It’s the weekend! What better way to get it started than with the latest installment of “Funeral Doom Friday”. This weekly column looks to shed some light onto some of the darkest, most depressing, and discordant metal out there. Funeral Doom stems from the deepest depths of death-doom and dirge music. Each week, the goal is to highlight some of the newest music or rediscover classic works from some of the earliest bands and originators such as Australia’s Mournful Congregation, United States’s Evoken, UK’s Esoteric and the Finnish Thergothon. Feel free to share your opinions and suggestions in the comments!
The pipe organ is an emotionally versatile instrument. The sounds associated with the massive contrivance are tied to some of the life's most intimate moments. It is played for the beginning of new unions, the resolution of life, and religious ordinances. These moments are precious and stick with the involved. Many can recall these personal moments visually or remember sounds from these instances in time. Czech Republic's Quercus sought to bring together this vibrance from the organ to another source of elegance in nature.
Quercus, latin for "oak", weds the harmony between temples and nature through the utilization of the pipe organ in Heart With Bread. The Pilsen trio has been an active band for around 16 years now and throughout their time in existence, they have eight releases, three of which are full-length albums. This newest full-length, which was released earlier this week through Solitude Productions, features five songs loaded with unique takes on Funeral Doom Metal. The church pipe organ is featured heavily immediately and throughout. Album opener, "A Canticle for the Pipe Organ" is a 22-minute barnburner complete with a three-minute opening section exclusive only to the organ and its accompanying church bells, it seems to signify the new marriage between the temples and nature that Quercus conveys. The remainder of the album tracks a similar vein as the monumental opening track. Heart With Bread also features a cover of famous composer, Arvo Pärt's "My Heart's in the Highlands".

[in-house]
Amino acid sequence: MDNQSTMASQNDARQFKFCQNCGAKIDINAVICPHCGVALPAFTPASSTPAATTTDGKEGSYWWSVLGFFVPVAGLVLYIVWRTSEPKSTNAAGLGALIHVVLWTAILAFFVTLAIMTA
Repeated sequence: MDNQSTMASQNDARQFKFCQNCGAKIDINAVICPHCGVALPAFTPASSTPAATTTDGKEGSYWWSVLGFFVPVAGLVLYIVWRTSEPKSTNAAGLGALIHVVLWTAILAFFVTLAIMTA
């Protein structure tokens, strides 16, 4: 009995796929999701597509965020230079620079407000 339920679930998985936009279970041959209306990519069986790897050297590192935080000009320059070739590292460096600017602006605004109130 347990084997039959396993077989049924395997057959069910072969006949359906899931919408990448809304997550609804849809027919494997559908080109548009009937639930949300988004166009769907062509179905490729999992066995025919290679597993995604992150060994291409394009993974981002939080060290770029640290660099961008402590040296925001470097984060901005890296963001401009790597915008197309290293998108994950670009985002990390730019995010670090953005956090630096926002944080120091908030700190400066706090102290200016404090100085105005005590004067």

Heart with Bread is a vivid display of Funeral Doom Metal. Pulling inspiration from bands like Skepticism and Esoteric and weaving them through a union of serenity and melancholia adrift in a woodsy atmosphere. It is a deeply and emotionally complex album that keeps even a casual Doom Metal fan intrigued. Quercus's newest album has some of the year's most poignant moments in metal and a lot of it is due to the beauty of the pipe organ incorporated into each song. Heart With Bread is highly recommended for someone looking for a different spin on metal music.